Retail sales saw record decline in April as coronavirus lockdown closed much of the sector throughout the month.
Sales decreased by 19.1 percent in April on a total basis, against an increase of 2.4 percent in the same months a year ago, the latest BRC data showed.
The steep decline eclipsed any previous fall since records began.
Like-for-like sales increased by 5.7 percent when excluding temporarily closed stores, primarily driven by online sales, which were up nearly 60 percent.
“Few physical stores, or indeed retailers, were open for business in the month, making like-for-like comparisons hard to establish, but the ability to continue trading or leverage online channels was beneficial for the fortunate few though,” said Paul Martin, UK head of retail at KPMG.
“The disparities in retail continue, not only between ‘essential’ and ‘non-essential’, but also between those with an online channel and those without. Eyes are firmly fixed on how the easing of restrictions will impact consumer spending going forwards, with the acceleration of online sales likely here to stay and overall demand in certain categories, like fashion, remaining subdued for some time.”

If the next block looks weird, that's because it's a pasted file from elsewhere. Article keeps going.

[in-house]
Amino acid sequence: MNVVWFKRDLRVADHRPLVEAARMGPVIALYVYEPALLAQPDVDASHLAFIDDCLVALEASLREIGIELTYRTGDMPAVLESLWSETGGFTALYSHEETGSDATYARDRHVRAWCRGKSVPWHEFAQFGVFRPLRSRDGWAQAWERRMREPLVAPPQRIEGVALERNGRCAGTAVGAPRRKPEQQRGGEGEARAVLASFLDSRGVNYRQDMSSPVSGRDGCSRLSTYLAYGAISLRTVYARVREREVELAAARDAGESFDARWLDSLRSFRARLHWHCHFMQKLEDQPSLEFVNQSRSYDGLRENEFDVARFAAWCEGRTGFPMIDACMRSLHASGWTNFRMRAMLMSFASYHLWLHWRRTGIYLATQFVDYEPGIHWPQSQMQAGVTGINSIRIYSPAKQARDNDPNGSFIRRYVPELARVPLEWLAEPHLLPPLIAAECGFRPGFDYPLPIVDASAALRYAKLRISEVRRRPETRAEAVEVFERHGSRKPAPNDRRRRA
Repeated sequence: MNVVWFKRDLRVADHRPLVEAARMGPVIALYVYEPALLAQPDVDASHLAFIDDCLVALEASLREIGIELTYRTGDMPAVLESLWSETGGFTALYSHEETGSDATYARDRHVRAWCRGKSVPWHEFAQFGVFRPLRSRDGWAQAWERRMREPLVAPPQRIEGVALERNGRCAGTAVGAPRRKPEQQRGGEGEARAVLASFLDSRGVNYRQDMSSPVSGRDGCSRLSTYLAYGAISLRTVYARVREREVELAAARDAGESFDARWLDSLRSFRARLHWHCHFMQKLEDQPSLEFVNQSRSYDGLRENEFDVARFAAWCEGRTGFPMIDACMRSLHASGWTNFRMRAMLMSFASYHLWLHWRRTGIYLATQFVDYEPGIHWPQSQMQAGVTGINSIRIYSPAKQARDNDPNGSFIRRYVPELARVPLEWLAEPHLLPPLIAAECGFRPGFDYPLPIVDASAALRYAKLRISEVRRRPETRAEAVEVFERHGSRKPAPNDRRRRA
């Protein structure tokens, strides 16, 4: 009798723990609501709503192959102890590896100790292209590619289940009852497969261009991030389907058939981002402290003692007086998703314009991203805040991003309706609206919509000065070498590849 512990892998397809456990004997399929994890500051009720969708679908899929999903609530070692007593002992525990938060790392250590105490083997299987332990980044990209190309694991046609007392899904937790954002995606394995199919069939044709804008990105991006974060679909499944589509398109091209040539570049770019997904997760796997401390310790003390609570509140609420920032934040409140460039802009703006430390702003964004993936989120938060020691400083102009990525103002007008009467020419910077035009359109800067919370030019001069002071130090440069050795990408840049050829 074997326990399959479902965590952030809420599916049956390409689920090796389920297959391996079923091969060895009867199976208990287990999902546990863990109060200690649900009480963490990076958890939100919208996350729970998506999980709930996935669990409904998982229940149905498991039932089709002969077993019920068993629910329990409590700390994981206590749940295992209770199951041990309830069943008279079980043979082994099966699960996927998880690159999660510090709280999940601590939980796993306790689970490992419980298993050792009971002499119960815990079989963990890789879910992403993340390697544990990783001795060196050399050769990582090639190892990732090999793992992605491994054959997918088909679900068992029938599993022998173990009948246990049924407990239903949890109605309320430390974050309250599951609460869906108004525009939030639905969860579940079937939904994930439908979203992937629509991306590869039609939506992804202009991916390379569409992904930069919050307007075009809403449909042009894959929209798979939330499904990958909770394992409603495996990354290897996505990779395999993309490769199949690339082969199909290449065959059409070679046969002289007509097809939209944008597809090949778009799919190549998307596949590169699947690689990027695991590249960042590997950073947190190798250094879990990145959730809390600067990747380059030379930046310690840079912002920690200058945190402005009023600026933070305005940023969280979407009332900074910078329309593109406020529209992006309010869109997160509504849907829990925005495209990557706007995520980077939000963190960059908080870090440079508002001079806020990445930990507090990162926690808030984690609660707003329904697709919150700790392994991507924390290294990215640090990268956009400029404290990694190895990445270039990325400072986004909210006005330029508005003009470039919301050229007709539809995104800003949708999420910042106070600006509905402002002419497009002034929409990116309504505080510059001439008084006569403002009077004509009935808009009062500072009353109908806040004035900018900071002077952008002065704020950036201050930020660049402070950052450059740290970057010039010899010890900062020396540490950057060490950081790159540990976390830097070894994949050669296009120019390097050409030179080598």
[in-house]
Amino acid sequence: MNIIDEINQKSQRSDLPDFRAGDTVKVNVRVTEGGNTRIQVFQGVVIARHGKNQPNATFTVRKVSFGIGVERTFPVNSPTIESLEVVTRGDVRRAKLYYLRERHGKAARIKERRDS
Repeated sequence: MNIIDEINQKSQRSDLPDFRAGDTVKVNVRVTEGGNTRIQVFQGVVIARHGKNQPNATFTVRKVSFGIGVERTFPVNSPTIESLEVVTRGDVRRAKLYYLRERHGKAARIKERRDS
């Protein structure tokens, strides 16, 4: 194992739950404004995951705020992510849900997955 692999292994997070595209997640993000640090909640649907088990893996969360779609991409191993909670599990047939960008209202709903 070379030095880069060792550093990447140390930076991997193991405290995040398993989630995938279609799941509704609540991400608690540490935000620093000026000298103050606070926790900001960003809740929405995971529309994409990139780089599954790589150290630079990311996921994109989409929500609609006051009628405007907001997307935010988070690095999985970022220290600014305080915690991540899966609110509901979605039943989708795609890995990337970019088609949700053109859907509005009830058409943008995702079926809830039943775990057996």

Food sales have also taken the hit in April, declining year on year, though the three-month period to April has seen 6 percent jump on a like-for-like basis and 4.5 percent on a total basis.
“April was another busy month for food retailers as they adapted to in-store social distancing and built capacity for surging demand in online shopping,” commented Susan Barratt, chief executive of IGD.
“However, sales were more restrained than the high peaks of March and current restrictions on social gatherings will have dampened any seasonal boost expected from Easter.”
Helen Dickinson, chief executive of British Retail Consortium (BRC), urged the government to continue support retailers.
“While retailers have a lifeline through various government loans and support, they need to know this will continue beyond the current deadlines,” she said.
“Government should also step in to support on rents for those retailers still facing rent costs, despite little or no sales. Without this, businesses may be forced to close – threatening jobs and further harming local communities.”